That's what Jeff Perron argues. Homeless teens have no fixed address (obviously) and no way to be contacted, which makes finding a job very difficult; mobile phones allow employers to contact them. Perron argues that mobile phones also allow agencies to mass-text health information and services information.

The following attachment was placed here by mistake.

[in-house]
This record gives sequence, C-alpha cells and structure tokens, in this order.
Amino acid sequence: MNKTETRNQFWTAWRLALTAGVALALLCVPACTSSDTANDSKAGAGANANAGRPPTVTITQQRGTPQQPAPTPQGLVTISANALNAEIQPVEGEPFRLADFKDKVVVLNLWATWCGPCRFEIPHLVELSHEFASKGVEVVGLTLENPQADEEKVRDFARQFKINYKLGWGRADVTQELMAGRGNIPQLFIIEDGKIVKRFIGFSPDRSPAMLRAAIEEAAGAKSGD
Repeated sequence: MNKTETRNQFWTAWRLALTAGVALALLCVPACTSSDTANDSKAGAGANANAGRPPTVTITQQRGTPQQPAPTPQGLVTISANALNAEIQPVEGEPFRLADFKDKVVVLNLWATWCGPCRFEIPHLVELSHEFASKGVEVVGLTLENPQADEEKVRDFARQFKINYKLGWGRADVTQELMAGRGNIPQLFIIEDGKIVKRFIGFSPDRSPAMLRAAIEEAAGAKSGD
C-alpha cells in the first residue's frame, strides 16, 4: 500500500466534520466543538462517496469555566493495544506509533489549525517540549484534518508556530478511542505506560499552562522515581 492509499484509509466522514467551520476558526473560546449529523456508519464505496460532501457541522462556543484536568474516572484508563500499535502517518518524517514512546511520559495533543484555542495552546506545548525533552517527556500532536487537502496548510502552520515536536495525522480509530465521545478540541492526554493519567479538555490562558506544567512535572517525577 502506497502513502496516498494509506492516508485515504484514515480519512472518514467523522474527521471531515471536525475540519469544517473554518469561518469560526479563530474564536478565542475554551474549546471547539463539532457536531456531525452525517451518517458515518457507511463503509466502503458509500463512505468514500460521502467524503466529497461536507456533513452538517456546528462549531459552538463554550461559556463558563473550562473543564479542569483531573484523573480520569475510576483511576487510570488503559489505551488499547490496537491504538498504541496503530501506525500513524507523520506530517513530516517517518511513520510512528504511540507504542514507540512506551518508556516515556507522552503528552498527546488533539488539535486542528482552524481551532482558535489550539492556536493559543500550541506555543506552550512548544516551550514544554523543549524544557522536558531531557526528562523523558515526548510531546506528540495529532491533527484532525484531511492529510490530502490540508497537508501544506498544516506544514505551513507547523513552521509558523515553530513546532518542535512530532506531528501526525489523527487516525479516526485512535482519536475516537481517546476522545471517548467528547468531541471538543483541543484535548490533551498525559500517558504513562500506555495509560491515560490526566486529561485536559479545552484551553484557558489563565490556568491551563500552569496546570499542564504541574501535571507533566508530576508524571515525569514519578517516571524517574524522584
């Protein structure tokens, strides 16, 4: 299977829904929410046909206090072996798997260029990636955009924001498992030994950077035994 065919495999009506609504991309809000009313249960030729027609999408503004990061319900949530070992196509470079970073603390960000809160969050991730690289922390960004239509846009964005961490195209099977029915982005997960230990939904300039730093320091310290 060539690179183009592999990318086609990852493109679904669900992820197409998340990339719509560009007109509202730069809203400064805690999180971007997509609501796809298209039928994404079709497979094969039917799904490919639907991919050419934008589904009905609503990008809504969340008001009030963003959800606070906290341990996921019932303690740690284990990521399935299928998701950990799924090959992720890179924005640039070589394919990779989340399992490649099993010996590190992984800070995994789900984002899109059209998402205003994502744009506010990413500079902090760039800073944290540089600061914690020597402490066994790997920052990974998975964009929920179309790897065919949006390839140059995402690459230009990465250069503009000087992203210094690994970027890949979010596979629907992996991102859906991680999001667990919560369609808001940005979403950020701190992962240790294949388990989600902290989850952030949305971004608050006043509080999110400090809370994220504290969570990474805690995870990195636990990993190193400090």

Perron makes a pretty good argument, one that will sound better as mobile service costs drop (assuming they actually do) and especially if SMS costs drop. I'm interested in how this argument seems to be a continuation of universal service (in its second aspect, that of providing inexpensive access to all interested households).